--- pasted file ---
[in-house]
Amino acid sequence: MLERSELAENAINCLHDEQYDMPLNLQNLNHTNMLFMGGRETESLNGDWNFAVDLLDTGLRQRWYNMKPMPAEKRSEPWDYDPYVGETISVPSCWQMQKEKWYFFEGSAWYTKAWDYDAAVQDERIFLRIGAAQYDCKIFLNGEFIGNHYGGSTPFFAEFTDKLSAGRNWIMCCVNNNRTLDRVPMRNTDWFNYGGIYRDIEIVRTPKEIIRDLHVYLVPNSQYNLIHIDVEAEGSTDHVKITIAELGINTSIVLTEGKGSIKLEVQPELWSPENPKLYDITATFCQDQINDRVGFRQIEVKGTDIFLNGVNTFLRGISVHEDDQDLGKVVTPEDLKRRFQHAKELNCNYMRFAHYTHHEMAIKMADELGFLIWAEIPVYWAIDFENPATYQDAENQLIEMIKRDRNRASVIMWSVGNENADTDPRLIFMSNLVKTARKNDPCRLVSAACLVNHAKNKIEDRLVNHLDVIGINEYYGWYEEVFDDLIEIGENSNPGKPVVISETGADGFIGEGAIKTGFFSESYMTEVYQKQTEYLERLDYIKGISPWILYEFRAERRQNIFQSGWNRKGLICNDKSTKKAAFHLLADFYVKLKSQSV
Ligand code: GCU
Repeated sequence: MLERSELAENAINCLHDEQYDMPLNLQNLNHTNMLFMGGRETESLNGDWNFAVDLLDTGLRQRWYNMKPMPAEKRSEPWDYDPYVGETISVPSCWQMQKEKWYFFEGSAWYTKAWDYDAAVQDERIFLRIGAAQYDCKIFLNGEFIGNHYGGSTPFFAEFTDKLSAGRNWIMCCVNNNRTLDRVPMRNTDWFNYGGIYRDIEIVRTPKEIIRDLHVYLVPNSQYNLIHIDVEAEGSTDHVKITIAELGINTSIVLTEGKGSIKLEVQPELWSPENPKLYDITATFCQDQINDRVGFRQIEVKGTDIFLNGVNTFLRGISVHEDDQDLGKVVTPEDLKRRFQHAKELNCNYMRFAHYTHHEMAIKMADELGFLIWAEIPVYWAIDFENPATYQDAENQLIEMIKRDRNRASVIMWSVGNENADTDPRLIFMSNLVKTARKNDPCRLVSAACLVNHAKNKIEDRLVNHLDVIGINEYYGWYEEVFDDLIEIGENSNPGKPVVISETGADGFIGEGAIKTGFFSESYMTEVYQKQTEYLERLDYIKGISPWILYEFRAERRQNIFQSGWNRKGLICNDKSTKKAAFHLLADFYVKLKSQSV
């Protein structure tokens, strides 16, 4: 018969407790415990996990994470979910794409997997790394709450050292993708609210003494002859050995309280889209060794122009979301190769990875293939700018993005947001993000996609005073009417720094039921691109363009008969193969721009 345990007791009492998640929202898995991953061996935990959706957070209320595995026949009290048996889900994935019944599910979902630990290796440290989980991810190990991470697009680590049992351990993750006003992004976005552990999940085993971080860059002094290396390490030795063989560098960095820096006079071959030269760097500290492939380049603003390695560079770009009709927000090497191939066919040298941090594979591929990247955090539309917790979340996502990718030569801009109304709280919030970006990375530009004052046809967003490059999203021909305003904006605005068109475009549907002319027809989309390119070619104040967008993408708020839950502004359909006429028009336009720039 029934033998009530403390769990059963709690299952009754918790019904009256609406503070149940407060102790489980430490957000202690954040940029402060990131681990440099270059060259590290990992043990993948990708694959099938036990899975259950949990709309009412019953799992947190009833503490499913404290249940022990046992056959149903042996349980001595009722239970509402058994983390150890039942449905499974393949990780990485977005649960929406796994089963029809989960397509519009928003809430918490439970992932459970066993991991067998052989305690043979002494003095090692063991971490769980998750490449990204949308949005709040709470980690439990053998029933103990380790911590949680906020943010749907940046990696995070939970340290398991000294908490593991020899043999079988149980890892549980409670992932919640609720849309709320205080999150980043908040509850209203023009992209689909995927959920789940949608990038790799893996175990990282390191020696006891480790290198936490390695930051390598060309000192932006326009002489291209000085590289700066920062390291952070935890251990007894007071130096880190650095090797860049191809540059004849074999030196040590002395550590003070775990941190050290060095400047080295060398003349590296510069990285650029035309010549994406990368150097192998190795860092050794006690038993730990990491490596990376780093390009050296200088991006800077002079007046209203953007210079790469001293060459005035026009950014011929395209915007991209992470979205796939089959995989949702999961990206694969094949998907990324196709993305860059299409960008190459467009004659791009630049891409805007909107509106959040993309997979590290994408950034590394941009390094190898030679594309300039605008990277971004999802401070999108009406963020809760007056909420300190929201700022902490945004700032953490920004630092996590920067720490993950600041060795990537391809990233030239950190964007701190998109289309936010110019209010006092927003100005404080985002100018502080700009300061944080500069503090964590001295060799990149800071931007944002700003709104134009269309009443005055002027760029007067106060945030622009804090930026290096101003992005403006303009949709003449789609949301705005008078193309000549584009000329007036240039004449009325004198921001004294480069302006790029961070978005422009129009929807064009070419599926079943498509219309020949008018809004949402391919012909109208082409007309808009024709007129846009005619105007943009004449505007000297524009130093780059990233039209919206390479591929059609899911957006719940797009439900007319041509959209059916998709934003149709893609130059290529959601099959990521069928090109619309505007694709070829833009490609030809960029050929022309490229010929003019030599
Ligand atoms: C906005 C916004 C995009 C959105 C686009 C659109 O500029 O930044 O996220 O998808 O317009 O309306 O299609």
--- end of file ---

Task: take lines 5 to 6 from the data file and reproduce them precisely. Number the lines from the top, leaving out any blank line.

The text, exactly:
């Protein structure tokens, strides 16, 4: 018969407790415990996990994470979910794409997997790394709450050292993708609210003494002859050995309280889209060794122009979301190769990875293939700018993005947001993000996609005073009417720094039921691109363009008969193969721009 345990007791009492998640929202898995991953061996935990959706957070209320595995026949009290048996889900994935019944599910979902630990290796440290989980991810190990991470697009680590049992351990993750006003992004976005552990999940085993971080860059002094290396390490030795063989560098960095820096006079071959030269760097500290492939380049603003390695560079770009009709927000090497191939066919040298941090594979591929990247955090539309917790979340996502990718030569801009109304709280919030970006990375530009004052046809967003490059999203021909305003904006605005068109475009549907002319027809989309390119070619104040967008993408708020839950502004359909006429028009336009720039 029934033998009530403390769990059963709690299952009754918790019904009256609406503070149940407060102790489980430490957000202690954040940029402060990131681990440099270059060259590290990992043990993948990708694959099938036990899975259950949990709309009412019953799992947190009833503490499913404290249940022990046992056959149903042996349980001595009722239970509402058994983390150890039942449905499974393949990780990485977005649960929406796994089963029809989960397509519009928003809430918490439970992932459970066993991991067998052989305690043979002494003095090692063991971490769980998750490449990204949308949005709040709470980690439990053998029933103990380790911590949680906020943010749907940046990696995070939970340290398991000294908490593991020899043999079988149980890892549980409670992932919640609720849309709320205080999150980043908040509850209203023009992209689909995927959920789940949608990038790799893996175990990282390191020696006891480790290198936490390695930051390598060309000192932006326009002489291209000085590289700066920062390291952070935890251990007894007071130096880190650095090797860049191809540059004849074999030196040590002395550590003070775990941190050290060095400047080295060398003349590296510069990285650029035309010549994406990368150097192998190795860092050794006690038993730990990491490596990376780093390009050296200088991006800077002079007046209203953007210079790469001293060459005035026009950014011929395209915007991209992470979205796939089959995989949702999961990206694969094949998907990324196709993305860059299409960008190459467009004659791009630049891409805007909107509106959040993309997979590290994408950034590394941009390094190898030679594309300039605008990277971004999802401070999108009406963020809760007056909420300190929201700022902490945004700032953490920004630092996590920067720490993950600041060795990537391809990233030239950190964007701190998109289309936010110019209010006092927003100005404080985002100018502080700009300061944080500069503090964590001295060799990149800071931007944002700003709104134009269309009443005055002027760029007067106060945030622009804090930026290096101003992005403006303009949709003449789609949301705005008078193309000549584009000329007036240039004449009325004198921001004294480069302006790029961070978005422009129009929807064009070419599926079943498509219309020949008018809004949402391919012909109208082409007309808009024709007129846009005619105007943009004449505007000297524009130093780059990233039209919206390479591929059609899911957006719940797009439900007319041509959209059916998709934003149709893609130059290529959601099959990521069928090109619309505007694709070829833009490609030809960029050929022309490229010929003019030599
Ligand atoms: C906005 C916004 C995009 C959105 C686009 C659109 O500029 O930044 O996220 O998808 O317009 O309306 O299609």